If you do a search of the fattest countries in the world, you will find ten different lists on ten different websites. The one thing they have in common is that the US is in the Top 10, with an estimated 38% of the population overweight. A report by the Trust for America’s Health and the Robert Wood Johnson Foundation says Colorado is doing pretty good, placing us at the bottom of the list with just about one-in-five people suffering a weight problem. That’s still a lot of people and the rate jumped from about 6% in 1990 to just over 20% and it is still trending up.
There are a lot of reasons people put on weight: a sedentary lifestyle, too much fast food, soft drinks (even diet drinks are high in carbs!), and processed foods can all help share the blame. And once on, taking off the excess weight is a major chore.
So why bother? We came across a fortune cookie once that said that “If everybody is fat, then the world is closer together.” That might sound good coming from a cookie, but your doctor will tell you that being overweight is like being on the expressway to diabetes, heart disease, back and leg pain, and a multitude of other issues. Maybe that is good for your tailor, who is always letting out your waistband, but it is a disaster for your health. So lose weight and enjoy a little more personal space!
The checkout counter magazines will bombard you with diets, expert opinions on weight loss and reasons you are adding pounds, and a plethora of other useless information; most of it wrong, some of it harmful. Why the US – and Colorado – is putting on weight is food for a several-volume book series, not a blog post. But we have put together some of the most egregious myths, misconceptions and “conventional wisdom” concepts you should know.
There is “good food and bad food” for your health. You’ve heard in on the talk shows and read it in the tabloids: cut certain foods and stick to a diet heavy in specific nutrients – the “healthy foods.” But categorizing groups of food, especially when calorie counting, can create its own set of fat problems. One study (“Restrained and unrestrained eating,” Herman & Mack) discovered that people on a “good food, bad food” diet are not real good at estimating the calorie content of foods and consequently their meals have higher portions of “good foods” than they need. In other words, they are over eating. And relentlessly dividing meals into the “good” and “bad” categories generates stress. Unfortunately, stress causes spikes in cortisol, the “fat storage” hormone, so good food-bad food dieters often add more weight than they take off.
We can work it off! Not really. It is not uncommon to take a look at that glazed donut and figure you can work it off with just a few extra minutes on the exercise bike. But the chances are you are guessing wrong on the calorie count and way off on the time it will take to burn off that before-meeting indulgence. A regular glazed donut and a chocolate covered cream filled morsel will usually have the weight-conscious reaching for the glazed temptation. Not a bad choice, according to calorieking.com. One glazed donut from a popular chain is 190 calories and will take 26 minutes cycling to work off. The cream-filled wonder is 310 calories and requires a whopping 42 minutes on the peddles. This comes in at about twice what most people would guess. And it is never just one, is it?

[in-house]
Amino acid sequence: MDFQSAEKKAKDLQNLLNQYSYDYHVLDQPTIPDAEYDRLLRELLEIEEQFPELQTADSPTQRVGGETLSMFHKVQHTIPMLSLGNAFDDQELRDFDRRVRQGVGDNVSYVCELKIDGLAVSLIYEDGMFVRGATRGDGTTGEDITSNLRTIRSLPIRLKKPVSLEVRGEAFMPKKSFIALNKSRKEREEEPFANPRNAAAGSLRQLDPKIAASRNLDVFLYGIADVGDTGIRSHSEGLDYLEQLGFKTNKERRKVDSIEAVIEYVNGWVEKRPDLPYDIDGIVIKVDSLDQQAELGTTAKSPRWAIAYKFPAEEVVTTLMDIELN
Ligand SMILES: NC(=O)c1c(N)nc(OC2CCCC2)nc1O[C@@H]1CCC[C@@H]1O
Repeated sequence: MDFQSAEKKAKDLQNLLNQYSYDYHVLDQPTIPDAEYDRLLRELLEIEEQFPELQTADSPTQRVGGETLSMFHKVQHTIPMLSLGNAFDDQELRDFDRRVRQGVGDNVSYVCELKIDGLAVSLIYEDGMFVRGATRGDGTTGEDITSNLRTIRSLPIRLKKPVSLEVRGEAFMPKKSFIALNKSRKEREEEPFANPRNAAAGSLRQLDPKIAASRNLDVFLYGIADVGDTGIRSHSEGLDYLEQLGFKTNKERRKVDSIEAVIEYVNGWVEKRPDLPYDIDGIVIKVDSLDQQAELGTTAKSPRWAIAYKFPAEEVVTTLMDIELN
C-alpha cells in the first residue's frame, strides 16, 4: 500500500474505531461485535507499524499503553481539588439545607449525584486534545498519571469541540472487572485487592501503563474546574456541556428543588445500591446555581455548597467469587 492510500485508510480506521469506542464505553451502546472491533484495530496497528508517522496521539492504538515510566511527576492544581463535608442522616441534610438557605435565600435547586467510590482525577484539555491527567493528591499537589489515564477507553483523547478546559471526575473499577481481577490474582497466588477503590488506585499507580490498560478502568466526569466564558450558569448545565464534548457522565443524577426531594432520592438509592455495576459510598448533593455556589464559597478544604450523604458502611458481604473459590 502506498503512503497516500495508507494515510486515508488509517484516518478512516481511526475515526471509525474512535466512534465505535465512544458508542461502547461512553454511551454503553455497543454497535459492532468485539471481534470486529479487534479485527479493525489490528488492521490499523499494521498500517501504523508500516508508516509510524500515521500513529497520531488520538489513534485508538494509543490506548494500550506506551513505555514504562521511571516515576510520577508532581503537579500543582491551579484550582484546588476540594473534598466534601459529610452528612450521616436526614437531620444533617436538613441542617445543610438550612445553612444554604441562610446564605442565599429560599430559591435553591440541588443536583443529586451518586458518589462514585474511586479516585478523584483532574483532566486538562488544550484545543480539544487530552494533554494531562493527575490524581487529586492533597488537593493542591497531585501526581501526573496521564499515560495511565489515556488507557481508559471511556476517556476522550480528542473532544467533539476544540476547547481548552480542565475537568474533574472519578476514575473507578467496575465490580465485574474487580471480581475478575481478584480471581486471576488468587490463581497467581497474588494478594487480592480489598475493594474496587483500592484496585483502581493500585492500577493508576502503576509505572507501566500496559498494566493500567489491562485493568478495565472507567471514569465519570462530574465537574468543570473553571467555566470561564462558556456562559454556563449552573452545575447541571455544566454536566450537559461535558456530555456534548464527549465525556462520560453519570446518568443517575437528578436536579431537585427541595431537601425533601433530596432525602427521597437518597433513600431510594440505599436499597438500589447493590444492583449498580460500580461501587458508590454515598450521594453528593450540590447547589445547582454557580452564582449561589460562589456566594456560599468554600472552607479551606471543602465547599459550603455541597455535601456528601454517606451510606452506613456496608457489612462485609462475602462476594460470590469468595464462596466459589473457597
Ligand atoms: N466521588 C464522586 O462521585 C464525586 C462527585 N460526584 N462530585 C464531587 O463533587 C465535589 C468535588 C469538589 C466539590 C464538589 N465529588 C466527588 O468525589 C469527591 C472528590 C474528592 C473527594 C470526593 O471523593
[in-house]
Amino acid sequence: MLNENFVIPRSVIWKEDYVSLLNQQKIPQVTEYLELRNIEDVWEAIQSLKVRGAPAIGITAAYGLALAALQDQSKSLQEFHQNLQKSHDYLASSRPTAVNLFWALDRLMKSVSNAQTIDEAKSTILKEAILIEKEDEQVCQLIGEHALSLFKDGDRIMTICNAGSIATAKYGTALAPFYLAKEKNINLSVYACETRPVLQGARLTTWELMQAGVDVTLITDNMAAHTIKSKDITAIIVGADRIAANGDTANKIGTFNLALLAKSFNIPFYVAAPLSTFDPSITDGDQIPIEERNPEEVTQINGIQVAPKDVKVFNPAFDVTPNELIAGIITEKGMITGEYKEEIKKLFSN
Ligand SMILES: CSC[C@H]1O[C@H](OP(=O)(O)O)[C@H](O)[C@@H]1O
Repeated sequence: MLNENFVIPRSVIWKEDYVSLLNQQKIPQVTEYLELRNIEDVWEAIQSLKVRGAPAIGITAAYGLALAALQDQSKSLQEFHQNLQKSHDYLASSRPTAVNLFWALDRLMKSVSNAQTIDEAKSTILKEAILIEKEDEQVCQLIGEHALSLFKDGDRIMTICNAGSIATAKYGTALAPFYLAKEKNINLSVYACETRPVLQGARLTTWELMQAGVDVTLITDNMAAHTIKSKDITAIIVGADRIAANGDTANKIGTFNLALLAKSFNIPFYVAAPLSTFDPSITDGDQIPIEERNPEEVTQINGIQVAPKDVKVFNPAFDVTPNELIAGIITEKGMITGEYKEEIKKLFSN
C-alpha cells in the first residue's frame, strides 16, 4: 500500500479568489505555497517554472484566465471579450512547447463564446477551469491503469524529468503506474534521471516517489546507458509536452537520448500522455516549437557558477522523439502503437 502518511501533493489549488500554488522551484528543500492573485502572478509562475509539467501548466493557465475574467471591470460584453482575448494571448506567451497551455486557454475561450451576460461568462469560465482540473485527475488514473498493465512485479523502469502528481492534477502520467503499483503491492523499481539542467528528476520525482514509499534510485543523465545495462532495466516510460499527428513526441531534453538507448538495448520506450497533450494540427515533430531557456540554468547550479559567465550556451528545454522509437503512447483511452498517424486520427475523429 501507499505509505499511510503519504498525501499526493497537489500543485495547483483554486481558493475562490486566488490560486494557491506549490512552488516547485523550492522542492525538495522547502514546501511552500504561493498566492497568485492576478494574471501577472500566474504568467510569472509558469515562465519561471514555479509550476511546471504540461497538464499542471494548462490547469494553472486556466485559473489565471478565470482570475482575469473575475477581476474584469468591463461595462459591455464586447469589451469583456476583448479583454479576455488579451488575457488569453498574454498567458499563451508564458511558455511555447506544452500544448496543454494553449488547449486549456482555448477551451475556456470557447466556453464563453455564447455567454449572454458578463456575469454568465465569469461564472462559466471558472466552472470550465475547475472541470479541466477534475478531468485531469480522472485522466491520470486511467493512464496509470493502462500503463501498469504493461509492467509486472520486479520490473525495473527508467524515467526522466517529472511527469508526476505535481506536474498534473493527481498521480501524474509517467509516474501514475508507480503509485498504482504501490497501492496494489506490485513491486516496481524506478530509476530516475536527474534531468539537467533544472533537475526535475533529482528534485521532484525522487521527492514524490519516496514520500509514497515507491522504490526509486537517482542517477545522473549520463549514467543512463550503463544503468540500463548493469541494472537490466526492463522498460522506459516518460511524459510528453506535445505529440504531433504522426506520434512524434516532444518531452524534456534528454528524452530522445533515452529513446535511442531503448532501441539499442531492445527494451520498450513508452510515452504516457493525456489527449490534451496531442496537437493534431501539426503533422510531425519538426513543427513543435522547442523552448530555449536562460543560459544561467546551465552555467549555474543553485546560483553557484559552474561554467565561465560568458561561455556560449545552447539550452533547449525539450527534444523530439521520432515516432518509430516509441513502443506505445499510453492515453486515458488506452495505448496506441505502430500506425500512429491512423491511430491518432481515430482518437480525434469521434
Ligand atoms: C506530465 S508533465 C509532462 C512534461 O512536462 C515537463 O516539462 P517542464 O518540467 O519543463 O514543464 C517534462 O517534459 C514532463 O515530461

Out-training a bad diet may sound good, but the reality is that most people undertrain to burn those excess calories. Perhaps a power performance athlete may get away with it, but most people risk serious injury or illness using rigorous training to compensate for overeating. Contrary to the popular belief, the pain you feel may well be setting you back, not moving you forward.
Most people think that they can count calories and just stop when they have reached their limit. Not true. It is not about how many calories you eat, but the kind of calories you consume. No, 30 calories of high-fiber blueberries are not the same 30 calories of a Twinkie. In an upcoming book by Steve Caparella, he recommends forgetting the calorie counting and using a 50/50 balance between grams of nutrients from fresh fruit and vegetables and your protein/carb base. He counts grams first, matching carbs and proteins to the number of grams of fruits and veggies. So if your goal is 1200 calories, get there by measuring enough grams of fruits and vegetables to make 600 calories. Then balance that with your protein, rounded it out with carbs. You may not see immediate weight loss, but you will see fat moving into cellular density, which is a good thing.
Keeping in mind tip number three, it is not essential to count calories but it is important to know your total daily calorie goal. Sedentary people need fewer calories than active people. Performance athletes may want to shoot for 2000 calories while a telephone customer service rep may be around 1200. Get with your Metro Urgent Care Primary Care Physician or our Weight Loss Specialist to see what works best for you. But the bottom line is that obsessing over calories at every meal all day is stressful, confusing, and frustration. Those conditions make it easier to add weight than lose it. And while “calories in, calories out” sounds good, it is incomplete: it ignores how your body uses different kinds of calories. Most Americans fall way short on the calories they need from fresh fruits and vegetables.